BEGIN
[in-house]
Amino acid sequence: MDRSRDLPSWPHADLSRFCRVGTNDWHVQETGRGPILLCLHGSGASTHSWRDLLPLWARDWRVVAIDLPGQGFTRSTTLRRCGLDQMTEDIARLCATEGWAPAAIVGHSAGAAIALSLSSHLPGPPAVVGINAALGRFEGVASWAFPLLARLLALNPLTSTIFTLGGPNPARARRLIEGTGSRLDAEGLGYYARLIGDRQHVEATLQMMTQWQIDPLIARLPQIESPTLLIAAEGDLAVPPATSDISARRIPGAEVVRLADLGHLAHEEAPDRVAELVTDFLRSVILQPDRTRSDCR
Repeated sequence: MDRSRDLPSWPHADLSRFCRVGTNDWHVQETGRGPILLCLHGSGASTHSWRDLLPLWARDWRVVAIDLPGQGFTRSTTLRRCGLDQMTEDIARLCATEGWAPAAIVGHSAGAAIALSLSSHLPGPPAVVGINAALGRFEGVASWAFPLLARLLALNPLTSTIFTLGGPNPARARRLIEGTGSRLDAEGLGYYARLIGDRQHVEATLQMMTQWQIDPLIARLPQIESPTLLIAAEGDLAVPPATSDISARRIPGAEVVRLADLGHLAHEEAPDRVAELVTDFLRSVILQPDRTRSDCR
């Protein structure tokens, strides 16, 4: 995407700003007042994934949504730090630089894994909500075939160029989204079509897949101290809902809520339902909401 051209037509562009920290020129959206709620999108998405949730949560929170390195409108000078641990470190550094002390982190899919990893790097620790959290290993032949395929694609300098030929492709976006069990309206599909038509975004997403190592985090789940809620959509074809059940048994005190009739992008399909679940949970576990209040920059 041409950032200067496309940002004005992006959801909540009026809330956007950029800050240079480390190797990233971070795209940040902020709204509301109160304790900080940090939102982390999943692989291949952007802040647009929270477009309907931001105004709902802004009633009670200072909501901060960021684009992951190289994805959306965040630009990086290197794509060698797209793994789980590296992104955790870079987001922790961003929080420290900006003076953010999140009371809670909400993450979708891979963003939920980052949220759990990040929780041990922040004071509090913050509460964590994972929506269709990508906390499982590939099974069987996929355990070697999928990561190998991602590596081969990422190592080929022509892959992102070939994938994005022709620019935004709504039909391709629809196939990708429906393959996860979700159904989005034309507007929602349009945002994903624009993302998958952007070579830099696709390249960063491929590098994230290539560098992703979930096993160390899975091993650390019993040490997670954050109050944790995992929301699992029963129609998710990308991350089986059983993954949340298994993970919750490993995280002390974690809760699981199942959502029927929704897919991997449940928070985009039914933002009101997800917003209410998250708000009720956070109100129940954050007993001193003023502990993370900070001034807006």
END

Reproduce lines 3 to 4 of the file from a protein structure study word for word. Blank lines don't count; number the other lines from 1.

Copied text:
Repeated sequence: MDRSRDLPSWPHADLSRFCRVGTNDWHVQETGRGPILLCLHGSGASTHSWRDLLPLWARDWRVVAIDLPGQGFTRSTTLRRCGLDQMTEDIARLCATEGWAPAAIVGHSAGAAIALSLSSHLPGPPAVVGINAALGRFEGVASWAFPLLARLLALNPLTSTIFTLGGPNPARARRLIEGTGSRLDAEGLGYYARLIGDRQHVEATLQMMTQWQIDPLIARLPQIESPTLLIAAEGDLAVPPATSDISARRIPGAEVVRLADLGHLAHEEAPDRVAELVTDFLRSVILQPDRTRSDCR
């Protein structure tokens, strides 16, 4: 995407700003007042994934949504730090630089894994909500075939160029989204079509897949101290809902809520339902909401 051209037509562009920290020129959206709620999108998405949730949560929170390195409108000078641990470190550094002390982190899919990893790097620790959290290993032949395929694609300098030929492709976006069990309206599909038509975004997403190592985090789940809620959509074809059940048994005190009739992008399909679940949970576990209040920059 041409950032200067496309940002004005992006959801909540009026809330956007950029800050240079480390190797990233971070795209940040902020709204509301109160304790900080940090939102982390999943692989291949952007802040647009929270477009309907931001105004709902802004009633009670200072909501901060960021684009992951190289994805959306965040630009990086290197794509060698797209793994789980590296992104955790870079987001922790961003929080420290900006003076953010999140009371809670909400993450979708891979963003939920980052949220759990990040929780041990922040004071509090913050509460964590994972929506269709990508906390499982590939099974069987996929355990070697999928990561190998991602590596081969990422190592080929022509892959992102070939994938994005022709620019935004709504039909391709629809196939990708429906393959996860979700159904989005034309507007929602349009945002994903624009993302998958952007070579830099696709390249960063491929590098994230290539560098992703979930096993160390899975091993650390019993040490997670954050109050944790995992929301699992029963129609998710990308991350089986059983993954949340298994993970919750490993995280002390974690809760699981199942959502029927929704897919991997449940928070985009039914933002009101997800917003209410998250708000009720956070109100129940954050007993001193003023502990993370900070001034807006």